"'"Everything exists": That is one extreme. "Everything doesn't exist": That is a second extreme. Avoiding these two extremes, the Tathagata teaches the Dhamma via the middle: From ignorance as a requisite condition come fabrications. From fabrications as a requisite condition comes consciousness. From consciousness as a requisite condition comes name-&-form. From name-&-form as a requisite condition come the six sense media. From the six sense media as a requisite condition comes contact. From contact as a requisite condition comes feeling. From feeling as a requisite condition comes craving. From craving as a requisite condition comes clinging/sustenance. From clinging/sustenance as a requisite condition comes becoming. From becoming as a requisite condition comes birth. From birth as a requisite condition, then aging & death, sorrow, lamentation, pain, distress, & despair come into play. Such is the origination of this entire mass of stress & suffering.

"'Now from the remainderless fading & cessation of that very ignorance comes the cessation of fabrications. From the cessation of fabrications comes the cessation of consciousness. From the cessation of consciousness comes the cessation of name-&-form. From the cessation of name-&-form comes the cessation of the six sense media. From the cessation of the six sense media comes the cessation of contact. From the cessation of contact comes the cessation of feeling. From the cessation of feeling comes the cessation of craving. From the cessation of craving comes the cessation of clinging/sustenance. From the cessation of clinging/sustenance comes the cessation of becoming. From the cessation of becoming comes the cessation of birth. From the cessation of birth, then aging & death, sorrow, lamentation, pain, distress, & despair all cease. Such is the cessation of this entire mass of stress & suffering.'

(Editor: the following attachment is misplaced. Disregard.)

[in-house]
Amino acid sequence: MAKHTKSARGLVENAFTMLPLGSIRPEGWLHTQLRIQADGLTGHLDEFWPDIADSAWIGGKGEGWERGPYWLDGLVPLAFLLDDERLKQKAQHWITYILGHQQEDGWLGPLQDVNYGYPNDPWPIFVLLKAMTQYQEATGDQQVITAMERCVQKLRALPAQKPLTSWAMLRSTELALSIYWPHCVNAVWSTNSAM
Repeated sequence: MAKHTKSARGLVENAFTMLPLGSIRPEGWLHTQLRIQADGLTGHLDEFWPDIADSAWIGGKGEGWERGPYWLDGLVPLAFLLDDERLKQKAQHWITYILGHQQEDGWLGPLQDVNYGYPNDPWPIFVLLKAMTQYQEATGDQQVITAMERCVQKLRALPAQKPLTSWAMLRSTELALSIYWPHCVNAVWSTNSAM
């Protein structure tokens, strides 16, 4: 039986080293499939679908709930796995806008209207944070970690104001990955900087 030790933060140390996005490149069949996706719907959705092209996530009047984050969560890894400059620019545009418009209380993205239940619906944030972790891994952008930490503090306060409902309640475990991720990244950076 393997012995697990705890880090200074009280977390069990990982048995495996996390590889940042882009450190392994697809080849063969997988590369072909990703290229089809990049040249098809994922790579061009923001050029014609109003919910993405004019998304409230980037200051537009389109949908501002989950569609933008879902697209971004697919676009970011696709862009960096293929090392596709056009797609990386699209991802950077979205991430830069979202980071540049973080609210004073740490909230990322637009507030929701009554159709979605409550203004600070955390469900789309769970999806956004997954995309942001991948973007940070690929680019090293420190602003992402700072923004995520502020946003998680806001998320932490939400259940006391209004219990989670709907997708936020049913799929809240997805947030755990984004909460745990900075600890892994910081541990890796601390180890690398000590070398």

"That's how it is, friend Ananda, for those who have friends in the holy life like Ven. Ananda — sympathetic, helpful, exhorting, & teaching. Just now, for me, listening to Ven. Ananda's Dhamma-teaching, has the Dhamma been penetrated."

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Aren't these two teachings contradictory? Isn't "owner of kamma, heir of kamma" a mental fabrication (sankhara) that we shouldn't associate our self with?

MN 117 says there are two types of teachings, where kamma is a mundane teaching and the noble eightfold path, per AN 6.63, is a supramundane teaching that ends kamma

so the reflection on 'heir to kamma' is mundane however is also useful for all non-arahants to remind themselves of kamma because all non-arahants can have lapses in mindfulness that can result in doing unpeaceful kamma, such as scolding puthujjana

when a noble non-arahant uses the kamma reflection and is mindful of not-self, the "I" in the kamma reflection is merely a convention. however it remains effective to remind them to maintain good kamma

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  • what exactly is meant by a convention? ideas are objects of conceptuality whereas the existing i arises with the aggregates specifically the bhavanga, is the object of nonconceptual awareness, and is the basis for ascertaining the absence of self.